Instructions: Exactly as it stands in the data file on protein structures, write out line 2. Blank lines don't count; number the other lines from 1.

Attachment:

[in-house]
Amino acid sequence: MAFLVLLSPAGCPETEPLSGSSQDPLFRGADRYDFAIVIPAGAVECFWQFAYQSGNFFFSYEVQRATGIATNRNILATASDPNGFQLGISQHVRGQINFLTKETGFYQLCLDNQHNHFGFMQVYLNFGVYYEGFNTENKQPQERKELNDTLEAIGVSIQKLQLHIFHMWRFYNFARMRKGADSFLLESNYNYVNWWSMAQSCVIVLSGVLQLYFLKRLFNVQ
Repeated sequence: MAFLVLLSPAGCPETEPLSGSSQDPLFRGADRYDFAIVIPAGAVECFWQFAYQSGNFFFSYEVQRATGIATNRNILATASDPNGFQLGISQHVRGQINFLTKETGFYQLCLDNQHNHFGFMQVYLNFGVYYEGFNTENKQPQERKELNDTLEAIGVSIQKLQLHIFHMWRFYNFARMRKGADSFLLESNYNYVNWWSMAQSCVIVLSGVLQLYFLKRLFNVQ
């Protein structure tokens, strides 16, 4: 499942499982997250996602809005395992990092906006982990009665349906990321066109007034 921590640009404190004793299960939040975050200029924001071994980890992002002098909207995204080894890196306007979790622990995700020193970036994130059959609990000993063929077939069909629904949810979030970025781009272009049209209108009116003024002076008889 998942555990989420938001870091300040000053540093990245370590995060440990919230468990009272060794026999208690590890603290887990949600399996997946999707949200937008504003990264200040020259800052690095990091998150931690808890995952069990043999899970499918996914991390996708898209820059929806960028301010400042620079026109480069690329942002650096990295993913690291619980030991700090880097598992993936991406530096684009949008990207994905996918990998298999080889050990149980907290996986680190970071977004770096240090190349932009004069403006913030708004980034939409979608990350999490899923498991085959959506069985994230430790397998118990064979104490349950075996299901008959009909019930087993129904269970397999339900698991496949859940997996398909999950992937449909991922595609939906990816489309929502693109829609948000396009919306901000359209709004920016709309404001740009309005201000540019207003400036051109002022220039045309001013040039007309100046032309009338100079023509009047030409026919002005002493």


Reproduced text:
Amino acid sequence: MAFLVLLSPAGCPETEPLSGSSQDPLFRGADRYDFAIVIPAGAVECFWQFAYQSGNFFFSYEVQRATGIATNRNILATASDPNGFQLGISQHVRGQINFLTKETGFYQLCLDNQHNHFGFMQVYLNFGVYYEGFNTENKQPQERKELNDTLEAIGVSIQKLQLHIFHMWRFYNFARMRKGADSFLLESNYNYVNWWSMAQSCVIVLSGVLQLYFLKRLFNVQ